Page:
Perhaps the biggest challenge facing the United States today is the issue of money in politics. Since the U.S. Supreme Court decided the Citizens United and McCutcheon cases, the money has flowed from all kinds of special interest groups into the coffers of political campaigns — sometimes surreptitiously. These campaign finance decisions have given corporations outsized influence over elections, and sometimes candidates.
The legal team that argued the case Hale v. State Farm won Public Justice’s Trial Lawyer of the Year award for the settlement that highlighted the issue of dark money in politics. This twenty-year-long legal odyssey exposed State Farm’s covert funding for an Illinois Supreme Court Justice’s campaign. That justice, Lloyd Karmeier, currently sits as the Chief Justice of the Illinois State Supreme Court.
Full of intrigue, this case began in the late 1990s with a class action against State Farm, claiming that the insurance company was only approving low-quality non-original parts for claim repairs with as many as 4.7 million policyholders. Using such parts violated the policyholders’ contracts. In 1999, a jury verdict awarded $1.2 billion to the class, but State Farm appealed the case to the Illinois Supreme Court. This is where the intrigue comes in.
In 2004, there was a vacancy on the Illinois Supreme Court. Judge Lloyd Karmeier, who was on the verge of retirement decided to run for the seat. He won the election and ended up casting the deciding vote in State Farm’s appeal, which essentially erased the $1.2 billion verdict the class had won.
But the legal team knew something was going on behind the scenes, and had even made a motion for Karmeier to recuse himself from this particular case. He chose not to. And the case ended until a U.S. Supreme Court decision gave it new life in 2009.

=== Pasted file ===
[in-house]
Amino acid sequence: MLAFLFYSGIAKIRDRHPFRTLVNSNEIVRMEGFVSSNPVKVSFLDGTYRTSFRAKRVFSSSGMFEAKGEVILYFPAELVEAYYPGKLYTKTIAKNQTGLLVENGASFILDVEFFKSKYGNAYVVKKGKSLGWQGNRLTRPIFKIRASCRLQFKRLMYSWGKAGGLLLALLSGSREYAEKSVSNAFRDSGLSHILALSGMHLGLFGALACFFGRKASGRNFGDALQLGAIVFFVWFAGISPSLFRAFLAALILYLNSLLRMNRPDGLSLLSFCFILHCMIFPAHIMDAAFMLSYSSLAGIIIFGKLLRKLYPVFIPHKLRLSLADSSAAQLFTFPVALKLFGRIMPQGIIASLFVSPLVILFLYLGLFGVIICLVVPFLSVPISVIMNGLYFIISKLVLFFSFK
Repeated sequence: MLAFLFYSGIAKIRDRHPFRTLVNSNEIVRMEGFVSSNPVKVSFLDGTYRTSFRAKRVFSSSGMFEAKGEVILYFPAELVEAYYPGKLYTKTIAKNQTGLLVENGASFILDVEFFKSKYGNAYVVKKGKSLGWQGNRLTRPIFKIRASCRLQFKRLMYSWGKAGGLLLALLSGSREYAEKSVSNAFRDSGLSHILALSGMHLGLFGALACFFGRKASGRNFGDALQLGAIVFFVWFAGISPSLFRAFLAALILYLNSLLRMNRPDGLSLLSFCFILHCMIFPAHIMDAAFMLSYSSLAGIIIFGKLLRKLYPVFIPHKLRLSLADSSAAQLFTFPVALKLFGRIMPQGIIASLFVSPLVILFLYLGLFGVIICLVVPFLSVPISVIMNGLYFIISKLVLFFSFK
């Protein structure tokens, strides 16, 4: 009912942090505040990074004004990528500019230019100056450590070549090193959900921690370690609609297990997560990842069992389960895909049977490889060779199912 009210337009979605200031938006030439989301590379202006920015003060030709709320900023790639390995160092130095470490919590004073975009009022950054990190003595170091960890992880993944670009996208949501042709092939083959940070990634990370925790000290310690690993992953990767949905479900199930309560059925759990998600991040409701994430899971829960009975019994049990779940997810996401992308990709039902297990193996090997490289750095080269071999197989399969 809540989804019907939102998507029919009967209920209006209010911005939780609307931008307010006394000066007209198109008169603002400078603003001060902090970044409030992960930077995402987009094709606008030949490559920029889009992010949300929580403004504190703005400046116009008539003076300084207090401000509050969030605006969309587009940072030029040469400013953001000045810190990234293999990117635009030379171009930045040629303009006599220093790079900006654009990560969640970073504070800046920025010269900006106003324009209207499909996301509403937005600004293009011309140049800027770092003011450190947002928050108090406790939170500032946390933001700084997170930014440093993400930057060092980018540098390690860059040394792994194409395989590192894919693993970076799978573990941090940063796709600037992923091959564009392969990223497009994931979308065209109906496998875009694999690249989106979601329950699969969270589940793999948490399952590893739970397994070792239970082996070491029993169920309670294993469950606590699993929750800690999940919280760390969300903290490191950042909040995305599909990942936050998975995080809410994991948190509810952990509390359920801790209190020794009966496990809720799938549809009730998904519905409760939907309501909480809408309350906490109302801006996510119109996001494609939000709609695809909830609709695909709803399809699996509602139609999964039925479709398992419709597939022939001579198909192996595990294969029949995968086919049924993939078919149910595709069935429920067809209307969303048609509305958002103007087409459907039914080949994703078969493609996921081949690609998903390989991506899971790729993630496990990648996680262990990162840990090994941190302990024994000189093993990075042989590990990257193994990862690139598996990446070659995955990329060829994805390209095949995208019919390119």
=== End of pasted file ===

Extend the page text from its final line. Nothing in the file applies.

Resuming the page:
In Caperton v. A.T. Massey Coal Co., the Supreme Court held that when a company donates money to a successful judicial campaign and the winning judge does not recuse himself from a case involving that company, then the plaintiff’s due process rights are violated.
The legal team spent the next three years digging into the funding for Karmeier’s campaign and found that State Farm had funneled more than 80 percent of the money for his Supreme Court bid through a variety of other organizations and PACs. State Farm claimed it had no control over what these organizations did with the money while several State Farm executives sat on the boards of these very organizations. The team uncovered meetings between Karmeier and the State Farm CEO during the election. Subpoenaing phone records showed that State Farm and the Karmeier campaign stayed in frequent contact during the election, with as many as fourteen phone calls in one week.
In 2012, the team filed the case Hale v. State Farm, alleging a RICO scheme to put a friendly justice on the court to affect the outcome of State Farm’s appeal. The trial began August 30, 2018, and State Farm settled the case a few days later — the same day that Karmeier was scheduled to testify. As attorney Bob Clifford said, “They paid $4 million in dark money to elect him, and a quarter of a billion dollars to keep him off the witness stand.”
This was my seventh year producing the videos for Public Justices award gala, and as usual, all of the cases were fascinating and delved into important issues.
The Ecological Rights Foundation v. Pacific Gas & Electric case involved PG&E’s pentachlorophenol and dioxin pollution in San Francisco Bay.
Englund v. World Pawn Exchange, dealt with straw purchases of firearms used in a crime.
Gloria G. v. City School District of the City of Mount Vernon held a school district liable for its negligence that led to a student with special needs being sexually assaulted, bullied, and attacked.
And In Re: Swine Farm Litigation won settlements for 500 eastern North Carolina residents whose homes and communities were plagued by fecal pollution and other disturbances from nearby hog farms.
All of these cases were important and helped citizens stand up for their rights against corporations and government entities.
I worked on this project as part of the team at Tolsma Productions in South Philadelphia. Tolsma Productions also provided the motion graphics. Thank you to all of the attorneys and their staff for helping to provide relevant images, documents, and video footage to help tell these important stories.